BOXER:  Well, I don’t know if I’ve learned anything new, but it certainly confirmed what I believed, which is that this administration was ready to really destroy anyone who stood up and took them on, on the war.  And you had Ambassador Wilson doing this, saying that in fact, Saddam Hussein was not trying to buy uranium from Niger. 

And just saying that, he exposed himself to the enemy’s list of Dick Cheney and the rest of them over there, and we now know the rest is history.  They went after his wife.  It reminds me of the enemies list during the time that Nixon was president, but you are far too young to remember that. 

MATTHEWS:  I remember that.  Let me ask you about Iraq, because we had Richard Engel on the network yesterday morning.  He was on Imus, I believe it was yesterday.  And he told the problem -- I want you to address this.  He said the problem with bringing down the number of troops without bringing them all home is, once you start to substantially reduce the complement of troops -- it’s up to about 150,000 now -- if you start reducing that by big chunks down to below a hundred or whatever, the word will get out on the streets of Iraq quickly that we’re reducing our strength and the people left will be more vulnerable to attack. 

BOXER:  See, I think if you really look carefully at what people like John Kerry have said and others, and now many are starting to join in for the call of reducing troop strength here, what you find is that the whole point is to train the Iraqis.  That’s the point.  I mean, as they stand up, we stand down.  That’s what the president said.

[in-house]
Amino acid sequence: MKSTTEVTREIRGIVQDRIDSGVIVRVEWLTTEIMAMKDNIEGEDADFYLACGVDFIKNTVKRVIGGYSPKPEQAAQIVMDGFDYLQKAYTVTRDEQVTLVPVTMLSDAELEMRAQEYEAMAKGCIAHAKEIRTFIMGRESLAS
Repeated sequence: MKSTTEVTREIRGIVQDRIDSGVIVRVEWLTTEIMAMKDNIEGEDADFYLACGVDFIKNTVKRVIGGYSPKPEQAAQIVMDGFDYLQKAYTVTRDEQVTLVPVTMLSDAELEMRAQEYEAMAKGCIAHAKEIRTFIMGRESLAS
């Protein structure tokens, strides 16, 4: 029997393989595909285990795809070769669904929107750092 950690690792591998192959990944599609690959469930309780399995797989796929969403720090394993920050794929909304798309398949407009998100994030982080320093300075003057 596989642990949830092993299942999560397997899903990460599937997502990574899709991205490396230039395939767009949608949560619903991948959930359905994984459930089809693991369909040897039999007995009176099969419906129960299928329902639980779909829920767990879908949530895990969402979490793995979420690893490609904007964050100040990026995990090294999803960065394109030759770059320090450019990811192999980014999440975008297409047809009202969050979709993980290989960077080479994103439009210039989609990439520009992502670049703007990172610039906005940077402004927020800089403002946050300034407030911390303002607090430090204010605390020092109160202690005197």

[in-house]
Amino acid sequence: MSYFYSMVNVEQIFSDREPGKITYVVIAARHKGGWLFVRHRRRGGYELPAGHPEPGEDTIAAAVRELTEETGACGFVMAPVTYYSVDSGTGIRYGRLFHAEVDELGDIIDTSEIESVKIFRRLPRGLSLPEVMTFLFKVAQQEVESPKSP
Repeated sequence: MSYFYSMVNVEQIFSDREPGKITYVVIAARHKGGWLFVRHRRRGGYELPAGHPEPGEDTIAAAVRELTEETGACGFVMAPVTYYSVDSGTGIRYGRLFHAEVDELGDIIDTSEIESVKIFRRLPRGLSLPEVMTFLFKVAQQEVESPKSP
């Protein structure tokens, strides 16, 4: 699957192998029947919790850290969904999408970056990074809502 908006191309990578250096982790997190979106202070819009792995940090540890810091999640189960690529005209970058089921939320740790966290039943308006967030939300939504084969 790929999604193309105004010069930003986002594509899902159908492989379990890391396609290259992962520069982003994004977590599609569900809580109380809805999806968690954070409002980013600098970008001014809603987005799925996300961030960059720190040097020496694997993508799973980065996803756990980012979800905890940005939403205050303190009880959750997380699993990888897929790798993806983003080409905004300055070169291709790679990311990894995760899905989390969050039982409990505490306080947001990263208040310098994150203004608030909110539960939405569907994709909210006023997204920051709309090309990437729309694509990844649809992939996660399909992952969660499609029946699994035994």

So, the fact is, even the biggest supporters of the president are starting to say that our troops there really are causing more and more terrorism.  They are fueling terrorism.  It doesn’t help us.  If we have a clear mission, there’s no reason why we cannot reduce troop strength.  And we’ve got to start doing it. 

I have talked to some friends and colleagues who say that 80 percent of their National Guard is in Iraq with the best equipment.  You have a Katrina, you see what’s happening.  We need the troops home.  The Iraqis have to stand up and defend their country, they need to want freedom as much as we want it for them.  We cannot stay there forever. 

MATTHEWS:  How long can we stay there?  Give me a date.  Is it two more years?  One more year?  Three more years? What?  Because I think this is coming down to it.  I just want to know what you think about the timing of our departure. 

BOXER:  Well, the bottom line of all this is, I’m not going to lay out a timetable.  But what I have done is, I’ve gone on with a bill that I think is very important, to say to the president, what is your mission?  If your mission is to train the troops, tell us what you need to do that and we’ll get out. 

But my belief is we can begin bringing the troops home now.  And once this next election takes place, that’s an important milestone.  That’s the time that you have got a country, you’ve got elected people and they have to fend for themselves.  That’s what self determination is. 

Watch 'Hardball' each night at 5 and 7 p.m. ET on MSNBC.